V.B. Raju, J.
1. The applicant who was accused No. 1 at the trial was convicted under Sections 279 304 337 and 338 Indian Penal Code. The conductor was accused No. 2 at the trial. The prosecution case was that a bus over-loaded with 92 passengers was being driven by accused No. 1 who was the driver. He was driving the bus rashly and negligently and thereby caused the death of 69 persons Both accused Nos. 1 and 2 were tried together.
2. In revision it is contended that a joint trial is contrary to the provisions of Section 239 Cri. Pro. Code which will hereinafter be referred to as the Code. Under Section 239 of the Code two different accused persons can be charged and tried together in the circumstances mentioned in that section which so far as relevant reads as follows:
The following persons may be charged and tried together namely:
(a) persons accused of the same offence committed in the course of the same transaction;
(b) persons accused of an offence and persons accused of abetment or of an attempt to commit such offence;
(c) persons accused of more than one offence of the same kind within the meaning of Section 234 committed by them jointly within the period of twelve months;
(d) persons accused of different offences committed in the course of the same transaction.
Accused Nos. 1 and 2 were charged with the same offence for having contravened the provisions of Sections 121 123 and 124 of the Motor Vehicles Act. That is justified by Clause (a) of Section 239 of the Code. But in regard to the offence of rash and negligent driving there is only a charge against accused No. 1 and there is no charge of rashness and negligence against accused No. 2.
3. The question is whether the trial of two accused persons one of whom was charged with the offence of rash and negligent driving and the other is charged with the offence of over-loading is justified by Section 239 of the Code. The trial would be legal if the person's accused of different offences committed them in the course of the same transaction. The expression same transaction is used in Section 239 and also in Section 235 of the Code which refers to the trial of one accused for more than one offence. The meaning of the words same transaction has been referred to in many cases and the Courts have indicated various tests to decide whether different acts are parts of the same transaction or not namely proximity of time unity of place unity or community of purpose or design and continuity of action. But some of the tests are not helpful or conclusive. To take an instance. If a person while driving a car rashly and negligently causes deaths of three persons that would be one transaction although three different offences are com mitted. There would be no community of purpose because it is not the purpose of the accused to drive the car rashly or negligently or to cause the death of three persons. The test of community of purpose or design even when applied to two different persons is not a proper test to be employed. The test of proximity of time is also not quite correct because two offences committed at the same time do not necessarily form the same transaction and two offences which are not committed at the same time may form one transaction. Therefore the test of proximity of time is not a conclusive test. The same remark applies to the test of unity of place because two offences committed at the same place may not form part of the same transaction while two offences committed at different places may form the same transaction. Therefore the test of place is not conclusive.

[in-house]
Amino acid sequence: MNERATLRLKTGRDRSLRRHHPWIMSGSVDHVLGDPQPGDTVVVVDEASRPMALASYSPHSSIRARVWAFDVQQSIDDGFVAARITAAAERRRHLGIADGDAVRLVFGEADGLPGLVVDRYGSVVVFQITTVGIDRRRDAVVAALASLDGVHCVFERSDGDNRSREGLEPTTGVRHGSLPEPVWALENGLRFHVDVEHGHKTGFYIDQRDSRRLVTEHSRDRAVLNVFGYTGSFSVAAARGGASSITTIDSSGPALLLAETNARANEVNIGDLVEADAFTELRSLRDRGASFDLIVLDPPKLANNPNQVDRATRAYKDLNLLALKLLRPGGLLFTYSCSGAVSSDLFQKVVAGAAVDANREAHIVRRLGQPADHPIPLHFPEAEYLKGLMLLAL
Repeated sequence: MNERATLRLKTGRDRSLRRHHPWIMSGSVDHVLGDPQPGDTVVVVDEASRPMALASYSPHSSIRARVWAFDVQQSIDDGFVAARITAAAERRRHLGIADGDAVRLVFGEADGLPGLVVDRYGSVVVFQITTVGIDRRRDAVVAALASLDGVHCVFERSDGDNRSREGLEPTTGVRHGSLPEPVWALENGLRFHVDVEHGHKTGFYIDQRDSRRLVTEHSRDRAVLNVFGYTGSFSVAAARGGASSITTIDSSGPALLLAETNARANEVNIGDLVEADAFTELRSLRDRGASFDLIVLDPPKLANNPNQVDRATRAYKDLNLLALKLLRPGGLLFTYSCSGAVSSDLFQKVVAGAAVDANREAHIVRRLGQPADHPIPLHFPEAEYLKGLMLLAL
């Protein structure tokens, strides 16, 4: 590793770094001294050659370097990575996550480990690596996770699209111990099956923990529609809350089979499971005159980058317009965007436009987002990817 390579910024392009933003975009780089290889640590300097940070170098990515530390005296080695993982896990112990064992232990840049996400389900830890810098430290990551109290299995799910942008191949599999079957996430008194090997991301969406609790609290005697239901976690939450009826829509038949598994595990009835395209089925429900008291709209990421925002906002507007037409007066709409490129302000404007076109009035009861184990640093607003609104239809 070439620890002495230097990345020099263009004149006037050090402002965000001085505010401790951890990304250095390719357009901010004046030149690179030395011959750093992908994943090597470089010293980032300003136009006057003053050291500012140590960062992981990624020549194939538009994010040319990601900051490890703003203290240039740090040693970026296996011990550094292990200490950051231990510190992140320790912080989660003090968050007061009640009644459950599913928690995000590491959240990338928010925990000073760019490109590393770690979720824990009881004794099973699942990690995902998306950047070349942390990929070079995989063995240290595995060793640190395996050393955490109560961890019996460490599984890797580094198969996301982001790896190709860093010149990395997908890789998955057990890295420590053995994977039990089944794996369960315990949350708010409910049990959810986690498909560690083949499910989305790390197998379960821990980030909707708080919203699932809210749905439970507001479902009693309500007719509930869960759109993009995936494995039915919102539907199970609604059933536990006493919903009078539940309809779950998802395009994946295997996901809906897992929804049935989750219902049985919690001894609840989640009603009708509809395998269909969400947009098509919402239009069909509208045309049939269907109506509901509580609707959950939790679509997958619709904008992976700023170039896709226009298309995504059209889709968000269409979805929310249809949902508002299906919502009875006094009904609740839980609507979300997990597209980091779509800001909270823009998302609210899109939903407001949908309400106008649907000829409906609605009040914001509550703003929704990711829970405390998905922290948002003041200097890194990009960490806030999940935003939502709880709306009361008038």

4. The test of community of purpose is not quite proper but the real test is continuity of action. If one accused or different accused persons have continuity of action in regard to different offences the different offences would be part of the same transaction. As observed by Justice Broomfield in Shapurji Sorabji v. Emperor I.L.R. 60 Bombay 148 at p. 156 unity of place and proximity of time are not important tests at all. The learned Judge referred to the observations of Krishnan J. in Mallavya v. King Emperor I.L.R. 49 Madras 74 that the main test is unity of purpose though continuity of action goes with it. As Broomfield J. rightly observed that is a very important qualification. As Broomfield J. observed It is obvious that there may be unity or community of purpose in respect of a series of transactions or several different transactions and therefore the mere existence of a common purpose cannot by itself be enough to convert a series of acts into one transaction. I fully agree with the view that proximity of time unity of place and unity or community of purpose or designs are not decisive tests but the decisive test is continuity of action. Regarding continuity of action I also agree with the following observations of Broomfield J. in I.L.R. 60 Bombay 148 (supra):
The main test mast really be continuity of action. We have to consider what that expression means. It cannot mean I think merely doing the same thing or similar things continuously or repeatedly for a recurring series of similar transactions is not according to the ordinary use of language the same transaction Continuity of action in the context must in my opinion mean this: the following up of some initial act through all its consequences and incidents until the series of acts or group of connected acts comes to an end either by attainment of the object or by being put an end to or abandoned. If any of those things happens and the whole process is begun over again it is not the same transaction but a new one in spite of the fact that the same general purpose may continue.
5. In the case of different offences committed by different accused persons however continuity of action implies a community of purpose or design. If an offence committed by P and another offence committed by Q form the same transaction there must be a continuity of action between the two offences and also community of purpose between P and Q in the commission of the two offences whether the community of purpose is sufficient to justify the framing of a charge of conspiracy or not.